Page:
I spent Thursday working on learning how to override the python keywords. I paired with Aditya on this. I got a head a start reading previous work on this area done by Amy Hanlon & Allison Kaptur such as this and this. Then I learned from Aditya that I can actually create synonyms to the python keywords, I don’t have to use Amy’s method of straight overwriting.

Essentially in the Grammar/Grammar file in the python repo, you can add synonyms by adding a | and the keyword you want to use. For example, to make a keyword synonym to the builtin keyword pass, I would edit the line in the Grammar file like this,

pass_stmt: 'pass' | `doNothing`

and if I were to compile a python with this change in the grammar file I can have a python interpreter which would declare the following as a valid function.

def foo():

And the above function is equivalent to me having written this,

def foo():

But that was too easy… I wanted to create Arabic synonyms to the keywords and this is where I ran into trouble. When I made the following change to the grammar file,

pass_stmt: 'pass' | `باس`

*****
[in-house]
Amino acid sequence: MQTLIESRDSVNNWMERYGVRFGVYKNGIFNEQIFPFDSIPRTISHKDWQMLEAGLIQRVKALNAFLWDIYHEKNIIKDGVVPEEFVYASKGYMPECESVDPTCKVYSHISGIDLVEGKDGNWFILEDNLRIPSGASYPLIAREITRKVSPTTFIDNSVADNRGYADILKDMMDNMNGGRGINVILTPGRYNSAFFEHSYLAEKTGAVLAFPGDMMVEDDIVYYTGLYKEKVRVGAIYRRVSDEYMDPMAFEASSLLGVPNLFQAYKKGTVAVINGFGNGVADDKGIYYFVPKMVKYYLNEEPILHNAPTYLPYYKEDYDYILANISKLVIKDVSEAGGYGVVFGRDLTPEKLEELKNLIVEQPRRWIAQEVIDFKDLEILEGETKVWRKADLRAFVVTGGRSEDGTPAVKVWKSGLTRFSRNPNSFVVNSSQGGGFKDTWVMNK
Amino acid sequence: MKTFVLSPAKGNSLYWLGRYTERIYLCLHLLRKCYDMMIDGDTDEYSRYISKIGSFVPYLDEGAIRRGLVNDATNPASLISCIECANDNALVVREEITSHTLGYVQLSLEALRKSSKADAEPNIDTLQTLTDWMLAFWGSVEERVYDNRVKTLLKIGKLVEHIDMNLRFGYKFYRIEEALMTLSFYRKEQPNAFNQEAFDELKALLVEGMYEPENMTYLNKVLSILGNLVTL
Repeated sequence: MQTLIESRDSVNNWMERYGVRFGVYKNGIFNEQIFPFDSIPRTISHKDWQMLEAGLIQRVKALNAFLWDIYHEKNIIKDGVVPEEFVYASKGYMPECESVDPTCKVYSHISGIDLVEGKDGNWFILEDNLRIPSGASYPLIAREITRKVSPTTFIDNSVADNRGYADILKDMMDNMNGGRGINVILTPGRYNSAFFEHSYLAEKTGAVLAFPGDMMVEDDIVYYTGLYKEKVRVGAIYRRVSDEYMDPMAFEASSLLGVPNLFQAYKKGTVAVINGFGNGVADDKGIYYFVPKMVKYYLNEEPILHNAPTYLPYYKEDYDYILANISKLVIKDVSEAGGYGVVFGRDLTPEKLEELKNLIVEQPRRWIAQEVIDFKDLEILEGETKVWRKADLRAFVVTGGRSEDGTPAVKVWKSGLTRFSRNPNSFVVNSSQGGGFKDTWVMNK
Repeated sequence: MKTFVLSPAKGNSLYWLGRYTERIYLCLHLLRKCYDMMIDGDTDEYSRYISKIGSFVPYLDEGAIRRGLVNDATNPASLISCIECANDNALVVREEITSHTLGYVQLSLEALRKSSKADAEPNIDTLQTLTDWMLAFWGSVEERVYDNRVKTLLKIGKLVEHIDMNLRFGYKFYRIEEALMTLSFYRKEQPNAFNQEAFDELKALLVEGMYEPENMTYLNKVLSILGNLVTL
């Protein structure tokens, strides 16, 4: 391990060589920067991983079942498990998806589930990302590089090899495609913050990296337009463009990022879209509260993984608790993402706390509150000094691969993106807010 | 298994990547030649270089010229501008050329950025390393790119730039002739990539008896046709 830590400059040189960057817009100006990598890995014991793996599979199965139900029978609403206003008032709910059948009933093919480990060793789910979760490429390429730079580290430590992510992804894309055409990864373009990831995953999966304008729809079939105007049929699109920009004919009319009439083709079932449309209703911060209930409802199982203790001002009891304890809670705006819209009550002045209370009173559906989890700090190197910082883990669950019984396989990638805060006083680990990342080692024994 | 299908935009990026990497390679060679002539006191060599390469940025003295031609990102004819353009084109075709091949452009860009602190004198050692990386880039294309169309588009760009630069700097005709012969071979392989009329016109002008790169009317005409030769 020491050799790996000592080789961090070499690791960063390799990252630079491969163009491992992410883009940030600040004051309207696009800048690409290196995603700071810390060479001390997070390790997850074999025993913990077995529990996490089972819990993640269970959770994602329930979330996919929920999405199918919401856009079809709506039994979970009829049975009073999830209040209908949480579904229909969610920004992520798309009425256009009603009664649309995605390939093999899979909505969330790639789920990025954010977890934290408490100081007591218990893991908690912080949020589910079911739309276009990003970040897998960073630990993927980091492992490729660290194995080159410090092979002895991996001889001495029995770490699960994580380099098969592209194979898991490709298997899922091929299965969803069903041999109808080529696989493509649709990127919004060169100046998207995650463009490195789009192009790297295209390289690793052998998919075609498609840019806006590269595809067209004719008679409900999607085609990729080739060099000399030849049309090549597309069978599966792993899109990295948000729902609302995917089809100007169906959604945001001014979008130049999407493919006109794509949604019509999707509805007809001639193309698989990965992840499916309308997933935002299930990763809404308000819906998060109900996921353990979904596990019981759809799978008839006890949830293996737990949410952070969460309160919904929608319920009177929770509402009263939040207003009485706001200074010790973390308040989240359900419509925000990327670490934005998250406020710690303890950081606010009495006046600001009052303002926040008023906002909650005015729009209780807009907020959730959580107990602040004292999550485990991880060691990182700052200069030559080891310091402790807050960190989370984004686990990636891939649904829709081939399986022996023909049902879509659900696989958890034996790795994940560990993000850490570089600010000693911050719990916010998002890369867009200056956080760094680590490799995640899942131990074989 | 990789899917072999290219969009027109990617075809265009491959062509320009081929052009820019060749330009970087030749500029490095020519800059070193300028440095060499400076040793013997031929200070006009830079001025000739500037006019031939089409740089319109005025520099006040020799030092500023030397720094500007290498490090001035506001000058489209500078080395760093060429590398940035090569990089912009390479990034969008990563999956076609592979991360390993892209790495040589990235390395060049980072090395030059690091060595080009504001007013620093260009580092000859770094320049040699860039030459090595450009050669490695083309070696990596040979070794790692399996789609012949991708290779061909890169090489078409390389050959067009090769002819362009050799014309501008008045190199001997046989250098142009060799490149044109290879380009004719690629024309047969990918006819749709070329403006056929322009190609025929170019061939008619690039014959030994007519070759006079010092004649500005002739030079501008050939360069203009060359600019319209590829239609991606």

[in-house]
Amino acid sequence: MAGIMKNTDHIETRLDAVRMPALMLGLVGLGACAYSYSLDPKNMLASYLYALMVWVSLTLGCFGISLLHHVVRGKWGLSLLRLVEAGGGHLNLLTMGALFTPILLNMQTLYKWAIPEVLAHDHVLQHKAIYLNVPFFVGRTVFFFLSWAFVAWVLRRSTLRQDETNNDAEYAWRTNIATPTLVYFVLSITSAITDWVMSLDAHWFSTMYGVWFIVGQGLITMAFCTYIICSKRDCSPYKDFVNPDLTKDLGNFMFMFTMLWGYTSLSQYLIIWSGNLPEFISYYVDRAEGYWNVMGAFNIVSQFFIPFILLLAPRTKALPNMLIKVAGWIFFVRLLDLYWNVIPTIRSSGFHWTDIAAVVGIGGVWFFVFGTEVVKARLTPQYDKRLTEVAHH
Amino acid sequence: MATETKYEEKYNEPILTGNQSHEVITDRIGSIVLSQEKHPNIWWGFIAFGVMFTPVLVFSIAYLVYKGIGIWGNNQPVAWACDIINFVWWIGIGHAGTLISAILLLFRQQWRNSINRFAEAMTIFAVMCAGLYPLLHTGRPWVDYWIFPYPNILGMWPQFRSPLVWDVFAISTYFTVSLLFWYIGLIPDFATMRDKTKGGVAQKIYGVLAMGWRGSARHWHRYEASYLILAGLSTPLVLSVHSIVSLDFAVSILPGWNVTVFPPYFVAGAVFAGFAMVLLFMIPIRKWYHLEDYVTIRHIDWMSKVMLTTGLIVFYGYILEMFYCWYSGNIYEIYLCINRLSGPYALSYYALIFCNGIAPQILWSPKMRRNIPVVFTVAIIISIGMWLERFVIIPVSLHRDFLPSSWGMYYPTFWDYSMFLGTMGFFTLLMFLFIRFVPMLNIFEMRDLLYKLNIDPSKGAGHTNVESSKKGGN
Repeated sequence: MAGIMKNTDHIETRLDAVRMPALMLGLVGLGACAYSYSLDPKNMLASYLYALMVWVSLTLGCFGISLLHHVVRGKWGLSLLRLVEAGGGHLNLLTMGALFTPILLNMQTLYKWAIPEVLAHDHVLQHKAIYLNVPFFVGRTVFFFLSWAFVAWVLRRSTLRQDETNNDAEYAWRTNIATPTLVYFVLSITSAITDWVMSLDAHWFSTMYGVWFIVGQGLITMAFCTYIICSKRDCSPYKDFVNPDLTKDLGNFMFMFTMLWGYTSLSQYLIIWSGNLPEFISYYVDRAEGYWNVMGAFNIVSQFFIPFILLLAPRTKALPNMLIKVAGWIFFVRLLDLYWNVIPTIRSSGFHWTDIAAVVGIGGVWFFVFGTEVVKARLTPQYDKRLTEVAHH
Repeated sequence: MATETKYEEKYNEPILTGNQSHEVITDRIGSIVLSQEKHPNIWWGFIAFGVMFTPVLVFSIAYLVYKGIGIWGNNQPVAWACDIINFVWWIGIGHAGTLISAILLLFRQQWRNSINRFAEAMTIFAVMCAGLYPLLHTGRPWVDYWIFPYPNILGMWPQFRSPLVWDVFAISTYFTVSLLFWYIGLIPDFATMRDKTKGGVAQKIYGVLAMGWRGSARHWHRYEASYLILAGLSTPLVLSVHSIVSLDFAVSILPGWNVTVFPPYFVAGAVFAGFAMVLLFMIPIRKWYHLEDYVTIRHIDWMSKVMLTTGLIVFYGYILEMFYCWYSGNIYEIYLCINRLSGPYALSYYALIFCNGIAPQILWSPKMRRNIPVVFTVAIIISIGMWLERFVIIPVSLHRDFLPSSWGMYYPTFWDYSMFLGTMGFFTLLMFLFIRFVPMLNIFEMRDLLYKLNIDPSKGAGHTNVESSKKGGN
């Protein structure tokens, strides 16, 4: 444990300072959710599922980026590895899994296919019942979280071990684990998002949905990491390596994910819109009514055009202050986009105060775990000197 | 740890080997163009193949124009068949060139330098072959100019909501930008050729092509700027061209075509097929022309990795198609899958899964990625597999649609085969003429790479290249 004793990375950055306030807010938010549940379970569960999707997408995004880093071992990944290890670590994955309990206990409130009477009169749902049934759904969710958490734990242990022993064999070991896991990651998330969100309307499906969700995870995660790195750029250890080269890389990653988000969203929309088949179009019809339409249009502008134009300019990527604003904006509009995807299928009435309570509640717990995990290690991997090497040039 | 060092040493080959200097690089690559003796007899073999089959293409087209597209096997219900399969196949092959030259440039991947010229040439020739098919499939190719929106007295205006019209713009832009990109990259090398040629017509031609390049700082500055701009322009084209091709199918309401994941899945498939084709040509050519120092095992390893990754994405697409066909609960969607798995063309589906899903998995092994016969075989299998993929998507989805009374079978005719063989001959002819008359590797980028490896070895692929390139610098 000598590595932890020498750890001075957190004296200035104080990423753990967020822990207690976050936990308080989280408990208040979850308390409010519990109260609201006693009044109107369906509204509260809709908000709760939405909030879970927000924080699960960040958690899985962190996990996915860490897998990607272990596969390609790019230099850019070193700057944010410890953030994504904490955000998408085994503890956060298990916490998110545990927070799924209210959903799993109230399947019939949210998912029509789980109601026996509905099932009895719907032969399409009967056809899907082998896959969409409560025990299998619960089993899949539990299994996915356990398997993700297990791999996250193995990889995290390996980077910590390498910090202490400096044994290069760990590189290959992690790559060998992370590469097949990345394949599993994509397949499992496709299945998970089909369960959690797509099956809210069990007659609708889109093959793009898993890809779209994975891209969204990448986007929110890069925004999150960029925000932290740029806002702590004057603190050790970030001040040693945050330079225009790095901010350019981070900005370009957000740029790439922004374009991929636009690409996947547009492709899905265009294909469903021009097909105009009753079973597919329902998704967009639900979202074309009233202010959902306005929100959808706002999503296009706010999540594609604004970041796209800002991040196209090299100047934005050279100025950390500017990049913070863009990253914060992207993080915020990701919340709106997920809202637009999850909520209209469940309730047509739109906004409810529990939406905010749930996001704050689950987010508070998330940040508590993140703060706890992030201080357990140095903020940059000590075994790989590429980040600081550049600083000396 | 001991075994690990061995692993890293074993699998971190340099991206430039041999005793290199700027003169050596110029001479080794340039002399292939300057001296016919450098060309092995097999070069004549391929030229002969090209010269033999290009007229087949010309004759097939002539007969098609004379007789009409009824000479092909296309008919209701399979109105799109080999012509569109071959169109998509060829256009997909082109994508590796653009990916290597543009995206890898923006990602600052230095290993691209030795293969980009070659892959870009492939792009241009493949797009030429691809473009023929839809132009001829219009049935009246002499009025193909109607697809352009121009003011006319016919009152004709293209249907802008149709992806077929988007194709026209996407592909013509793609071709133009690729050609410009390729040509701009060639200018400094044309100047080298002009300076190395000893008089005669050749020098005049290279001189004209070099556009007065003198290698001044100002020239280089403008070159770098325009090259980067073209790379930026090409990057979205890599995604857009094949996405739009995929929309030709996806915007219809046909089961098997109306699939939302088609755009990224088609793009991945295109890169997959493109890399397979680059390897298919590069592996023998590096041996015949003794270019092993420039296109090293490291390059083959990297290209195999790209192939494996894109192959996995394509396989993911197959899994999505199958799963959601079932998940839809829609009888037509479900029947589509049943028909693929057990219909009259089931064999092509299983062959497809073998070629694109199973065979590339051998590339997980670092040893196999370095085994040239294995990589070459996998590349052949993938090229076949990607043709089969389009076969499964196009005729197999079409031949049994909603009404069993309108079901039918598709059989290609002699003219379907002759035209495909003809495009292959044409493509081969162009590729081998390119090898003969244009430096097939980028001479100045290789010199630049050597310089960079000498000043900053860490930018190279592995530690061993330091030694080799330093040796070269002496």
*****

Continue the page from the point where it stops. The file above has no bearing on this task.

And compiled python with this edit to the Grammar file, the following function didn’t work,

def foo():

When I created the above function foo, I would get an error,


Traceback (most recent call last):

File “scratch/play.py”, line 5, in


File “scratch/play.py”, line 3, in foo


NameError: name ‘باس’ is not defined


I spent the better time of the day going through the python C source code. I started to wonder why there are files with thousands of lines of C code and how in the world this is maintainable. Maybe I struggled because I was uninitiated to the python source. I don’t know…

I then spent a significant amount of time learning about the history of unicode vs ASCII vs other stuff and it was pretty cool. I also read on LTR vs RTL languages. It appears there’s a lot of complexity to non-roman alphabet based languages besides the encoding troubles.